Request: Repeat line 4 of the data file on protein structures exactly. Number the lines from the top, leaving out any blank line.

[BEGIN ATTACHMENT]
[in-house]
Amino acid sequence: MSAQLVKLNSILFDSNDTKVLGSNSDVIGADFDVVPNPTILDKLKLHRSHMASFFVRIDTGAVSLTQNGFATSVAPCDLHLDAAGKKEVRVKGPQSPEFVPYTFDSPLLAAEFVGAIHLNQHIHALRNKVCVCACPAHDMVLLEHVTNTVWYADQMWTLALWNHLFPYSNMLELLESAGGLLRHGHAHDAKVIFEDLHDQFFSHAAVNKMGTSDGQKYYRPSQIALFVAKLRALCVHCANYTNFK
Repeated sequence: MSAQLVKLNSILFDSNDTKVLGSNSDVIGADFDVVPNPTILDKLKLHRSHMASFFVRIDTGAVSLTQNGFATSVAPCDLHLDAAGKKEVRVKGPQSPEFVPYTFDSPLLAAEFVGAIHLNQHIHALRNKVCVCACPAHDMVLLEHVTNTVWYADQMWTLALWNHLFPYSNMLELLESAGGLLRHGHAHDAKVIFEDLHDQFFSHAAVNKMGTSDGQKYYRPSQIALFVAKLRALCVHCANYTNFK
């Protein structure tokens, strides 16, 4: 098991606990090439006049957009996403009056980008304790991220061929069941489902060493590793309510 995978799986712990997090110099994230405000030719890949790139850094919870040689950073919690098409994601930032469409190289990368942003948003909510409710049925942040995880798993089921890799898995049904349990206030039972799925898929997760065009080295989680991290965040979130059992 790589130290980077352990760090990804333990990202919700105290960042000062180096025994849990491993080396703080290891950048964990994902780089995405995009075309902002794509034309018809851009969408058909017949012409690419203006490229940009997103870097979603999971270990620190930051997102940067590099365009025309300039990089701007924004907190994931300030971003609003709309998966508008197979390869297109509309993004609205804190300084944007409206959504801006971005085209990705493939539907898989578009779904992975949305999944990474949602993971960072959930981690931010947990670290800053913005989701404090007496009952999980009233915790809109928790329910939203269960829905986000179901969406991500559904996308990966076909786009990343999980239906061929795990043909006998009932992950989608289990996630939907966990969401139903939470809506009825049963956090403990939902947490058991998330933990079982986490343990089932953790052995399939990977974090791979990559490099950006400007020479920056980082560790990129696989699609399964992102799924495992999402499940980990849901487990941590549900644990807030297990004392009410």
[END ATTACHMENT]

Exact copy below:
């Protein structure tokens, strides 16, 4: 098991606990090439006049957009996403009056980008304790991220061929069941489902060493590793309510 995978799986712990997090110099994230405000030719890949790139850094919870040689950073919690098409994601930032469409190289990368942003948003909510409710049925942040995880798993089921890799898995049904349990206030039972799925898929997760065009080295989680991290965040979130059992 790589130290980077352990760090990804333990990202919700105290960042000062180096025994849990491993080396703080290891950048964990994902780089995405995009075309902002794509034309018809851009969408058909017949012409690419203006490229940009997103870097979603999971270990620190930051997102940067590099365009025309300039990089701007924004907190994931300030971003609003709309998966508008197979390869297109509309993004609205804190300084944007409206959504801006971005085209990705493939539907898989578009779904992975949305999944990474949602993971960072959930981690931010947990670290800053913005989701404090007496009952999980009233915790809109928790329910939203269960829905986000179901969406991500559904996308990966076909786009990343999980239906061929795990043909006998009932992950989608289990996630939907966990969401139903939470809506009825049963956090403990939902947490058991998330933990079982986490343990089932953790052995399939990977974090791979990559490099950006400007020479920056980082560790990129696989699609399964992102799924495992999402499940980990849901487990941590549900644990807030297990004392009410």